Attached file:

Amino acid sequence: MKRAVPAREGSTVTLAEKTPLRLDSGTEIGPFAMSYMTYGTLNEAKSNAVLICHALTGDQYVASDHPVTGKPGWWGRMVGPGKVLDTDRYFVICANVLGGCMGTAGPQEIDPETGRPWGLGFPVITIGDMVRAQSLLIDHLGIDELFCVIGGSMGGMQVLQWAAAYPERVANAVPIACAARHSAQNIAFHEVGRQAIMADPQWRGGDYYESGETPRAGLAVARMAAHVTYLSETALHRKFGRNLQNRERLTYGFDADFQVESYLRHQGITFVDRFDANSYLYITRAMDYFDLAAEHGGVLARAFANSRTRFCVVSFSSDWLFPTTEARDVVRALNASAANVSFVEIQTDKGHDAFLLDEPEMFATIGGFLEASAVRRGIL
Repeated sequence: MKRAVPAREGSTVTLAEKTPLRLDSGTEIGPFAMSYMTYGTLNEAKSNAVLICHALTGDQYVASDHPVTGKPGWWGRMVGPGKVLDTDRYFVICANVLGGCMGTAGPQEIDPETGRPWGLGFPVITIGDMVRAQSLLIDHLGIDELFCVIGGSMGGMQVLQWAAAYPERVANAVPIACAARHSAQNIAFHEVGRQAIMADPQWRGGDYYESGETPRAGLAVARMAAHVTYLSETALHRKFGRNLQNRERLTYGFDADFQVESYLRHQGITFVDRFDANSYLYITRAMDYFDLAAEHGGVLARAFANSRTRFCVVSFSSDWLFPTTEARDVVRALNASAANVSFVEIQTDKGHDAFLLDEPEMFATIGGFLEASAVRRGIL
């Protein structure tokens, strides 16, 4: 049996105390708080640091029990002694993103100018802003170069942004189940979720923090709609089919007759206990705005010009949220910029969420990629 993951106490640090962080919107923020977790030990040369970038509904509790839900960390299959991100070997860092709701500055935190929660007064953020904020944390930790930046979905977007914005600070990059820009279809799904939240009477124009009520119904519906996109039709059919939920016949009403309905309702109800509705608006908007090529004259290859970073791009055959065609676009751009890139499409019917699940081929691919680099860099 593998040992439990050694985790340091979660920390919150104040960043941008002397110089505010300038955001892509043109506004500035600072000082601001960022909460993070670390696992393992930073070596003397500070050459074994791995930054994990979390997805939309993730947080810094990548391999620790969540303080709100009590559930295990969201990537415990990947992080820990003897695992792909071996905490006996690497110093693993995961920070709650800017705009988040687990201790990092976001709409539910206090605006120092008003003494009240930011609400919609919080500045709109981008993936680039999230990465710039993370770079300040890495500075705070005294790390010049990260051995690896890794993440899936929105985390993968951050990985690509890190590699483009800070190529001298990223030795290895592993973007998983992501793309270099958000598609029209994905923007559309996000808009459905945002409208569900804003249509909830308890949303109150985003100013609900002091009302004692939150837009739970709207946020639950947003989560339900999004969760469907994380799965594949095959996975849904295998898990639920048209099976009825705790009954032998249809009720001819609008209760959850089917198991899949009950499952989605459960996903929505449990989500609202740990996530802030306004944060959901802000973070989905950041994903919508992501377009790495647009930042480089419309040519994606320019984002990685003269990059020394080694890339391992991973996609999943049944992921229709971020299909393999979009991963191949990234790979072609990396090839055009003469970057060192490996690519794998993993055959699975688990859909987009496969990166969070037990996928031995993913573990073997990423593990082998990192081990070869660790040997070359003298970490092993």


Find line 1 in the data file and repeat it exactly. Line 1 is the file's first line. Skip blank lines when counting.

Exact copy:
Amino acid sequence: MKRAVPAREGSTVTLAEKTPLRLDSGTEIGPFAMSYMTYGTLNEAKSNAVLICHALTGDQYVASDHPVTGKPGWWGRMVGPGKVLDTDRYFVICANVLGGCMGTAGPQEIDPETGRPWGLGFPVITIGDMVRAQSLLIDHLGIDELFCVIGGSMGGMQVLQWAAAYPERVANAVPIACAARHSAQNIAFHEVGRQAIMADPQWRGGDYYESGETPRAGLAVARMAAHVTYLSETALHRKFGRNLQNRERLTYGFDADFQVESYLRHQGITFVDRFDANSYLYITRAMDYFDLAAEHGGVLARAFANSRTRFCVVSFSSDWLFPTTEARDVVRALNASAANVSFVEIQTDKGHDAFLLDEPEMFATIGGFLEASAVRRGIL